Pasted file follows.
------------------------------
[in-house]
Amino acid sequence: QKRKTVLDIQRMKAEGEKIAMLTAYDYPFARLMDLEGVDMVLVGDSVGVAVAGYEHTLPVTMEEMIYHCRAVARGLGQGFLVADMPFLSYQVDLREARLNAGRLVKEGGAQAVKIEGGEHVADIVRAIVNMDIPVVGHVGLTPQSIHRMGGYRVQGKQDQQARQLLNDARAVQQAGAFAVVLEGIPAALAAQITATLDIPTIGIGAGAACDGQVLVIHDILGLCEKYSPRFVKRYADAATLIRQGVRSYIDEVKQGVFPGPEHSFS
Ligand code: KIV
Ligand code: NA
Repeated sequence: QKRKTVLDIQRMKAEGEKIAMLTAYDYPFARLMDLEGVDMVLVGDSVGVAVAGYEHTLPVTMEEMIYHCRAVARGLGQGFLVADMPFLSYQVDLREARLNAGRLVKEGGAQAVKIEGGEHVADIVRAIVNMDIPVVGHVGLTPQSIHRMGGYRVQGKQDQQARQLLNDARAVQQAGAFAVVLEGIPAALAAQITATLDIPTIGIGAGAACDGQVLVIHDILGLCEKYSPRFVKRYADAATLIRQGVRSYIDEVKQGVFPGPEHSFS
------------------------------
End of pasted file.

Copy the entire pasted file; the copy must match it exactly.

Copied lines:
[in-house]
Amino acid sequence: QKRKTVLDIQRMKAEGEKIAMLTAYDYPFARLMDLEGVDMVLVGDSVGVAVAGYEHTLPVTMEEMIYHCRAVARGLGQGFLVADMPFLSYQVDLREARLNAGRLVKEGGAQAVKIEGGEHVADIVRAIVNMDIPVVGHVGLTPQSIHRMGGYRVQGKQDQQARQLLNDARAVQQAGAFAVVLEGIPAALAAQITATLDIPTIGIGAGAACDGQVLVIHDILGLCEKYSPRFVKRYADAATLIRQGVRSYIDEVKQGVFPGPEHSFS
Ligand code: KIV
Ligand code: NA
Repeated sequence: QKRKTVLDIQRMKAEGEKIAMLTAYDYPFARLMDLEGVDMVLVGDSVGVAVAGYEHTLPVTMEEMIYHCRAVARGLGQGFLVADMPFLSYQVDLREARLNAGRLVKEGGAQAVKIEGGEHVADIVRAIVNMDIPVVGHVGLTPQSIHRMGGYRVQGKQDQQARQLLNDARAVQQAGAFAVVLEGIPAALAAQITATLDIPTIGIGAGAACDGQVLVIHDILGLCEKYSPRFVKRYADAATLIRQGVRSYIDEVKQGVFPGPEHSFS